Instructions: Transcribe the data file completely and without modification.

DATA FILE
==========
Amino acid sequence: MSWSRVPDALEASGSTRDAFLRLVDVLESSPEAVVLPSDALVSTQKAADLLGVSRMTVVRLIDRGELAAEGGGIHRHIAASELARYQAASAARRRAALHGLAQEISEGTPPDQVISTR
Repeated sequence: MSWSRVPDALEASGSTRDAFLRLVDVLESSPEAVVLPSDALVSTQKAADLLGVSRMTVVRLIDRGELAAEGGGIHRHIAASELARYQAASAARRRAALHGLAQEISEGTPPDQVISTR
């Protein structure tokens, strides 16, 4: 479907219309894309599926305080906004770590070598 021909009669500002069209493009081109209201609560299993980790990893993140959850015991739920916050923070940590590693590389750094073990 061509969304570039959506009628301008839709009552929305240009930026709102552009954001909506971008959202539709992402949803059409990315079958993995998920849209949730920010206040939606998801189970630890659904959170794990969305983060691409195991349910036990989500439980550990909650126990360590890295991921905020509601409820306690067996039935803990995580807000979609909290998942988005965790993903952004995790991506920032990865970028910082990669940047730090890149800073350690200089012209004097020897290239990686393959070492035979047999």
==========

Amino acid sequence: MSWSRVPDALEASGSTRDAFLRLVDVLESSPEAVVLPSDALVSTQKAADLLGVSRMTVVRLIDRGELAAEGGGIHRHIAASELARYQAASAARRRAALHGLAQEISEGTPPDQVISTR
Repeated sequence: MSWSRVPDALEASGSTRDAFLRLVDVLESSPEAVVLPSDALVSTQKAADLLGVSRMTVVRLIDRGELAAEGGGIHRHIAASELARYQAASAARRRAALHGLAQEISEGTPPDQVISTR
């Protein structure tokens, strides 16, 4: 479907219309894309599926305080906004770590070598 021909009669500002069209493009081109209201609560299993980790990893993140959850015991739920916050923070940590590693590389750094073990 061509969304570039959506009628301008839709009552929305240009930026709102552009954001909506971008959202539709992402949803059409990315079958993995998920849209949730920010206040939606998801189970630890659904959170794990969305983060691409195991349910036990989500439980550990909650126990360590890295991921905020509601409820306690067996039935803990995580807000979609909290998942988005965790993903952004995790991506920032990865970028910082990669940047730090890149800073350690200089012209004097020897290239990686393959070492035979047999």